Booker judges shouldn’t blame editors for overlong novels

Authors take the credit when their books win prizes, and it should be admitted that they are also responsible for their failings

Every year, there is a controversy at the Man Booker prize; this year, it is all about the work of editors. Or rather, the supposed lack of work that editors are doing.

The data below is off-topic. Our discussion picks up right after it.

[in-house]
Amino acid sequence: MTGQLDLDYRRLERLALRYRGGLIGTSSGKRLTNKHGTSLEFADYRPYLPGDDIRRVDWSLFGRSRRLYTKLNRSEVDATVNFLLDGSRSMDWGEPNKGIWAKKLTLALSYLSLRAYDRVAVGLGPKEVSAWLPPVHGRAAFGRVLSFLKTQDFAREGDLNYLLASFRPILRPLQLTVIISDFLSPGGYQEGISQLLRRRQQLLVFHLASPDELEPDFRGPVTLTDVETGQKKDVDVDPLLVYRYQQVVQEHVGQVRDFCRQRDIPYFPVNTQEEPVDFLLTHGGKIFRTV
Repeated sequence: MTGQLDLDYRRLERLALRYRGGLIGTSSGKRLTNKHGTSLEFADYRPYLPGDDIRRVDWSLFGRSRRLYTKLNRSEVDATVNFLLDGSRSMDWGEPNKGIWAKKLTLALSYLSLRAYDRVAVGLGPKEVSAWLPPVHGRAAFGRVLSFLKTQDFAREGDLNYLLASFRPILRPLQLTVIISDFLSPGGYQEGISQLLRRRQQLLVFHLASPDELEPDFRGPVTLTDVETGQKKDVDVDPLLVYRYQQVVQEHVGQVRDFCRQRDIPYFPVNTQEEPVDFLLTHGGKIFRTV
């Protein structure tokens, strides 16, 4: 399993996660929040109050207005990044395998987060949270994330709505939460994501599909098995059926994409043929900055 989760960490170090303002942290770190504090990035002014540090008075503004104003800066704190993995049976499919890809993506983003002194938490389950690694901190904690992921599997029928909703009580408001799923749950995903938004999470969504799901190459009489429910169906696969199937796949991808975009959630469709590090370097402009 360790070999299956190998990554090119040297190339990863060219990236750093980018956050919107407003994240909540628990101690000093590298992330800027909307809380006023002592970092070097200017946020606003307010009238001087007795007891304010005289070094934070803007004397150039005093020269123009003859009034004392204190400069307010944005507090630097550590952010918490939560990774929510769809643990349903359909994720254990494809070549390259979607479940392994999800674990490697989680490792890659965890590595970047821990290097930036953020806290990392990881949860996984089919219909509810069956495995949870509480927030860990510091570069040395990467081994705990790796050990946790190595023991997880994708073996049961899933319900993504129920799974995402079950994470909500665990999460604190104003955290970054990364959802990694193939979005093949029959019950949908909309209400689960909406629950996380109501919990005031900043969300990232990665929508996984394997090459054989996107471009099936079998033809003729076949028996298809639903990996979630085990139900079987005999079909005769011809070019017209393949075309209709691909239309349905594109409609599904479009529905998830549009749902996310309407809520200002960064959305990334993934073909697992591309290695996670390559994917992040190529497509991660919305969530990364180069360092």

Kwame Anthony Appiah, chair of the judges, implicitly blamed editors for the poor quality of some of this year’s submissions while announcing the 2018 shortlist: “We occasionally felt that inside the book we read was a better one, sometimes a thinner one, wildly signalling to be let out.” Fellow judge Val McDermid went further by suggesting modern editors don’t know what they’re doing. “I think,” she said, “young editors coming through are not necessarily getting the kind of training and experience-building apprenticeship that happened when I was starting out.”

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